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The Existence Formula
The Hen and Chickens
14th August 2017

★★★☆☆

Publicity image for The Existence Formula

Photography provided by The Juice Factory

Rather glibly I could tell you that the meaning of life, the universe and everything is 42, but let's face it, that isn't an answer that gives anyone any comfort. We all have moments in our lives where we stop and wonder, what's the point? Is this all there is? And why? In Sarah Rickman's The Existence Formula, she explores these very human questions about identity in an engaging and frequently funny piece of drama that perhaps even gives us some new insights into the circle of life.

Nicola (Rickman), Graham (Tom Hamilton) and Suzie (Kristy Langley) lead separate existences until one day they have a chance interaction. They all have very different backgrounds, different views and hidden problems - Graham for example works for a wine merchant and has fallen into the stereotypical trap of liking the stock that little bit too much. You wouldn't guess to just look at him, but rarely do we wear our problems so openly. As well as getting to know these three characters, we follow a mother (Rickman) preparing to give birth. It's not all nappies and Mumsnet; what makes this so entertaining is listening to her twins (Langley and Hamilton) chatting to each other and commenting on their mum's behaviour. Although the twins couldn't remember before, they're actually old hands at this being born business and certainly a lot calmer acknowledgeable than their host.

PJ Stanley's direction is particularly inspired as the two twins face each other and eat and drink in sync with their mum, and as the male twin suddenly panics over childbirth. There's a genuine closeness in the sibling relationship that strongly comes through in Hamilton and Langley's interactions. However, as charming as the acting is, the action isn't steady throughout the production, with a full lulls that let it down.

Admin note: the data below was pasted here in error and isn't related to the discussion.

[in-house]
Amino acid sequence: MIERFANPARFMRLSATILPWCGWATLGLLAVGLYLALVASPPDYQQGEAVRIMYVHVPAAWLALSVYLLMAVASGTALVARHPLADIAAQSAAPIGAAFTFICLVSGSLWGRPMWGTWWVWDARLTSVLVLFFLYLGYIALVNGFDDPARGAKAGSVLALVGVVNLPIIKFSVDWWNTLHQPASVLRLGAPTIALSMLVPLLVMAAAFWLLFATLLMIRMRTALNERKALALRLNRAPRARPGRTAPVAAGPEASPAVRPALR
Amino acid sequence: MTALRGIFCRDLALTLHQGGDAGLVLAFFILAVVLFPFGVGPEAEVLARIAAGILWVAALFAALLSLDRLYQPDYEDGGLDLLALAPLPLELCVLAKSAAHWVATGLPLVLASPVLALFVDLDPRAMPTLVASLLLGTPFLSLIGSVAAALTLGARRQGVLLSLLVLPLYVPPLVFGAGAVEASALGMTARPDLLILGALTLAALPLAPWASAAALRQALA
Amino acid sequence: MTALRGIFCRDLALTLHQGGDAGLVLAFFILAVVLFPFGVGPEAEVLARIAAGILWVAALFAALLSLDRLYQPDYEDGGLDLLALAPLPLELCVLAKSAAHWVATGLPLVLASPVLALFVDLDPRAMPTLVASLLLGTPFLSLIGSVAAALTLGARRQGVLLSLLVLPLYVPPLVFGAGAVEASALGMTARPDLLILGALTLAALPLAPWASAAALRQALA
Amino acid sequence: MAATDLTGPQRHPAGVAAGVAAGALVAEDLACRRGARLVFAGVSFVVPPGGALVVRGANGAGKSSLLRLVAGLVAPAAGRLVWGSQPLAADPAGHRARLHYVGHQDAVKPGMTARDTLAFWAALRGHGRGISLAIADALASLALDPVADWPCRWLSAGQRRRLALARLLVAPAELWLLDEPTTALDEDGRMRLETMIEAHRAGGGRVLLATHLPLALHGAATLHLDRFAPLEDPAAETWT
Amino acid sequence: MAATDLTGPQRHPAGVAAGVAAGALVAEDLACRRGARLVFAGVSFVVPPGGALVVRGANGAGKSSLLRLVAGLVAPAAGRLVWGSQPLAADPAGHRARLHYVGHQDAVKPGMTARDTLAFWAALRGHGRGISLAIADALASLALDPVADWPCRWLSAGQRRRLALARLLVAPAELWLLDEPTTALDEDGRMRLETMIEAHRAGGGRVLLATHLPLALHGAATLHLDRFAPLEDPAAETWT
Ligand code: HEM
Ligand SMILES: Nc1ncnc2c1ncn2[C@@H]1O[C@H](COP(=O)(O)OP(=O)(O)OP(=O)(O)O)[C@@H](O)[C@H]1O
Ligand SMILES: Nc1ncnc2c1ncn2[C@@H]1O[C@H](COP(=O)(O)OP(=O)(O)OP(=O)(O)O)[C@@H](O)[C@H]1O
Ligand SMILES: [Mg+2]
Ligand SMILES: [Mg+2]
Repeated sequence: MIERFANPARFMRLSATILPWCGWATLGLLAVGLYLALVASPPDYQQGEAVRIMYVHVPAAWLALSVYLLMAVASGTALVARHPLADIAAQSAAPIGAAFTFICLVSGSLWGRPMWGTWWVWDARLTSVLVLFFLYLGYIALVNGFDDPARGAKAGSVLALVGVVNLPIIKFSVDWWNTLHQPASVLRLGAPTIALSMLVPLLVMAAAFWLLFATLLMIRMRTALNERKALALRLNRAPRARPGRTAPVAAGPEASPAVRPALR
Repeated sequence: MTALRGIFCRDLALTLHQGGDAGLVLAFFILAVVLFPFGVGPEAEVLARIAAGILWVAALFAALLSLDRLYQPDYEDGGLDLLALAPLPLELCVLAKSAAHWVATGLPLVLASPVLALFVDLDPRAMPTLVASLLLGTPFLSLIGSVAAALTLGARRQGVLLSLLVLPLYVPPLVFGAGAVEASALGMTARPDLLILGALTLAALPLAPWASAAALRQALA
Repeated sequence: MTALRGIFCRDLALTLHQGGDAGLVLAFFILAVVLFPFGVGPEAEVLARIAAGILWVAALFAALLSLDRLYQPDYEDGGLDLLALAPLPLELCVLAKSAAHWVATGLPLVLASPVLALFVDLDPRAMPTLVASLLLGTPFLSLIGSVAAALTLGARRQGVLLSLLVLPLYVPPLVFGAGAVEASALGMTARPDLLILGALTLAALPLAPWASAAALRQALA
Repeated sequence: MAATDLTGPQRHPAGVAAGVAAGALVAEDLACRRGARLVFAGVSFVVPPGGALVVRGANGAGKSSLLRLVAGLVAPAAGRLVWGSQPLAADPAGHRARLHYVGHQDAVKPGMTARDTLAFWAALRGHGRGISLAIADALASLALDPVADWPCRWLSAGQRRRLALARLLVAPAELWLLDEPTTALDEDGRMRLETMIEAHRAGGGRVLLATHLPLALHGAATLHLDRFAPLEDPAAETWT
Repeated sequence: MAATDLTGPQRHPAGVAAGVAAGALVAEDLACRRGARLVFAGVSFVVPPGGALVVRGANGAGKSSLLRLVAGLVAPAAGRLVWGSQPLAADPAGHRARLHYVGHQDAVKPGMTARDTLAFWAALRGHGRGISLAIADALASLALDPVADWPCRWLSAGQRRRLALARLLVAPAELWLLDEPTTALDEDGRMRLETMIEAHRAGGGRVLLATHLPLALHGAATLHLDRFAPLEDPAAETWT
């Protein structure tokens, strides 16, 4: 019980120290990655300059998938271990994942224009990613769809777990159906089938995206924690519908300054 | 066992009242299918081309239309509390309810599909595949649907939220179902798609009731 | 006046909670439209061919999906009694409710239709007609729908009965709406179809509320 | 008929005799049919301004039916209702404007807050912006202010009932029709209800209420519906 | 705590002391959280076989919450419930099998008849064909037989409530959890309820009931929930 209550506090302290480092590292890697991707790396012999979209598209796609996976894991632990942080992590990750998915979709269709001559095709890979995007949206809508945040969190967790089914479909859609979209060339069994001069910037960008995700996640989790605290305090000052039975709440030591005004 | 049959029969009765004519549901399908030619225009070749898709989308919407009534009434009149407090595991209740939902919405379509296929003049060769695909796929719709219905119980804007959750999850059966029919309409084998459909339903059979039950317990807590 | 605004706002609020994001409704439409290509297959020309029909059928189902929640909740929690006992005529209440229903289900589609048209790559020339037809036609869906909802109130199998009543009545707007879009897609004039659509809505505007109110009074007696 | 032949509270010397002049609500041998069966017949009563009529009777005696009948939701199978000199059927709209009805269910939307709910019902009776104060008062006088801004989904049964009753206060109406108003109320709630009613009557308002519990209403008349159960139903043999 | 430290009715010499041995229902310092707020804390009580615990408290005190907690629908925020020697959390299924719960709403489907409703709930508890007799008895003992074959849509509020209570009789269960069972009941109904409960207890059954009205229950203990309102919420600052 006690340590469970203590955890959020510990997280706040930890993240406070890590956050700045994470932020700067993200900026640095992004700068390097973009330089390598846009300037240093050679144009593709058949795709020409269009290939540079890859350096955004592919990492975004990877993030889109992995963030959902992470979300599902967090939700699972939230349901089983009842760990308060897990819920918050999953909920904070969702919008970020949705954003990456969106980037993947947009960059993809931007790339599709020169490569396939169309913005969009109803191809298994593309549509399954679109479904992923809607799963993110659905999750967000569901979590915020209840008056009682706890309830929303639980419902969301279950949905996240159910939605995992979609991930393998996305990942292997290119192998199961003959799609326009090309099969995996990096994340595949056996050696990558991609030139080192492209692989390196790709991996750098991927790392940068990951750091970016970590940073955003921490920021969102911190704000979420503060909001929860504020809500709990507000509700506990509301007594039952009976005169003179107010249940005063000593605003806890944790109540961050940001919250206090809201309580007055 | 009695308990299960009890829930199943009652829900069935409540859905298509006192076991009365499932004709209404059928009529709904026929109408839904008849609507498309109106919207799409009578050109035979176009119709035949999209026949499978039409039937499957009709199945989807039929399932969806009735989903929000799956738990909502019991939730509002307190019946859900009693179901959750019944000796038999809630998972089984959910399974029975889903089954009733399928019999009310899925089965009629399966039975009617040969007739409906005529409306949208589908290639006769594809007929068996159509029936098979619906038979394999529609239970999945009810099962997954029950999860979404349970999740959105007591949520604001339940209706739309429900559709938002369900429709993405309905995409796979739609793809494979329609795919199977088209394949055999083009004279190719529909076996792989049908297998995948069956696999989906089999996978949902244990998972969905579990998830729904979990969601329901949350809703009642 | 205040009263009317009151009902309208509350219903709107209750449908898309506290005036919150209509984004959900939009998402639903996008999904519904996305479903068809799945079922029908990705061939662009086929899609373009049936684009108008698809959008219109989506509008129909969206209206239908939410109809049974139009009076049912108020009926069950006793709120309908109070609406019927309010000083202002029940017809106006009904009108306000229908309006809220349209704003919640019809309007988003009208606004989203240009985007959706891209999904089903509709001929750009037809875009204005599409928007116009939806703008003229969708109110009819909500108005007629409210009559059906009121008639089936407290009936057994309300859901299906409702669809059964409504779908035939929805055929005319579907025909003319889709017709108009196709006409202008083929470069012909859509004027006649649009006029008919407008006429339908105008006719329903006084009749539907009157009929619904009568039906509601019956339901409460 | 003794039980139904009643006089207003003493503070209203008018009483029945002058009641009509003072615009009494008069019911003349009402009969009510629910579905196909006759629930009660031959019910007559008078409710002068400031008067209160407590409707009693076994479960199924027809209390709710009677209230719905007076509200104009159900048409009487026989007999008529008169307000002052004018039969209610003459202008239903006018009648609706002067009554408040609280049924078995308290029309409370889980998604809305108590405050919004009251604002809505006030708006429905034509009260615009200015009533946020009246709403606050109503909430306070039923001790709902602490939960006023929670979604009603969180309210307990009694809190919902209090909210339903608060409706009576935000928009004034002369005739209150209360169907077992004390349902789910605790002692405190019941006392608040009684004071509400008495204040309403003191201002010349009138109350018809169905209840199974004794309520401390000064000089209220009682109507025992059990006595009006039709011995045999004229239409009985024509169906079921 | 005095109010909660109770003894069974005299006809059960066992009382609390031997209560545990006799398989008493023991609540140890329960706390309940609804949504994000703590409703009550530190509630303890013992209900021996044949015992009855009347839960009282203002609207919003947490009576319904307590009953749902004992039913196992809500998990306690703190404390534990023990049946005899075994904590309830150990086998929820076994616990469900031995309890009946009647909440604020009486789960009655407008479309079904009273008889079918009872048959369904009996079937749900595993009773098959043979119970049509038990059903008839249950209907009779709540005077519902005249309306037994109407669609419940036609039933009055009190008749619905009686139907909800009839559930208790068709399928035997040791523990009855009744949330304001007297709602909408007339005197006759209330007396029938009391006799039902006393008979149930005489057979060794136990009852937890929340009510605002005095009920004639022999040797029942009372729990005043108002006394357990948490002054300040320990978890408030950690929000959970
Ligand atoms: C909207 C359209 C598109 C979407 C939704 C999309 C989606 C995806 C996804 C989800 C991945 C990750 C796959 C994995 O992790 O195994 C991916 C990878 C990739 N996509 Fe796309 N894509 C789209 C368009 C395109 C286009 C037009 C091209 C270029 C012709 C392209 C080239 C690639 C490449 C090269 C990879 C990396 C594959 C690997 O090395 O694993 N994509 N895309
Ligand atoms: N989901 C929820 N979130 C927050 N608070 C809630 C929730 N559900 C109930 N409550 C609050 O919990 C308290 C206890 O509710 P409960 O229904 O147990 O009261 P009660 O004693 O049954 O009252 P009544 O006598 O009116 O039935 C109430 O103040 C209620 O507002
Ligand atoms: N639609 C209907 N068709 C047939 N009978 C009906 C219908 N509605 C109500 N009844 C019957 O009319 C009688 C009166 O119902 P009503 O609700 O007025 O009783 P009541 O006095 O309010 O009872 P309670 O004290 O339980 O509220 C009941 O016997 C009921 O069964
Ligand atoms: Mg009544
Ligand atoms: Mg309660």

Despite the simple set and clean transitions between scenes, The Existence Formula is a very prop-heavy show. The sides of the stage are littered with piles of seemingly random objects for the three performers to later pick up and this can be distracting. Whilst the nod to our social media obsession is not without its merits and is certainly executed with gusto by all three actors who keep up with Stanley's ever-demanding pace, it is responsible for much of the clutter, doesn't add a great deal and breaks up the narrative. In short, whilst fun, the pay off is not worth the considerable effort.

At times the story feels quite abstract and fragmented, which you generally expect and accept when musing on the meaning of it all. By axing the instagramming, this could give the script some extra coherence. As it stands, any residual confusion is neatly resolved in Rickman's conclusion when she gathers up all the different threads and knits them into something warm that gives us pause for thought. Reincarnation of course is not a new concept, however it's certainly fascinating to mull over what if we did all keep coming back and there was one brief (okay, nine-month long) period in which we had all the answers.

The Existence Formula doesn't offer us as sharp and snappy an answer as Mr Adams, but it does gives us the equation of The Juice Factory plus The Hen and Chickens equals worth seeing. Rickman raises some very interesting ideas that will stay with you.

The Existence Formula opened on 13th August and runs until 16th August 2017 at the Hen and Chickens, as part of the Camden Fringe.

Nearest tube station: Highbury & Islington (Overground, Victoria)



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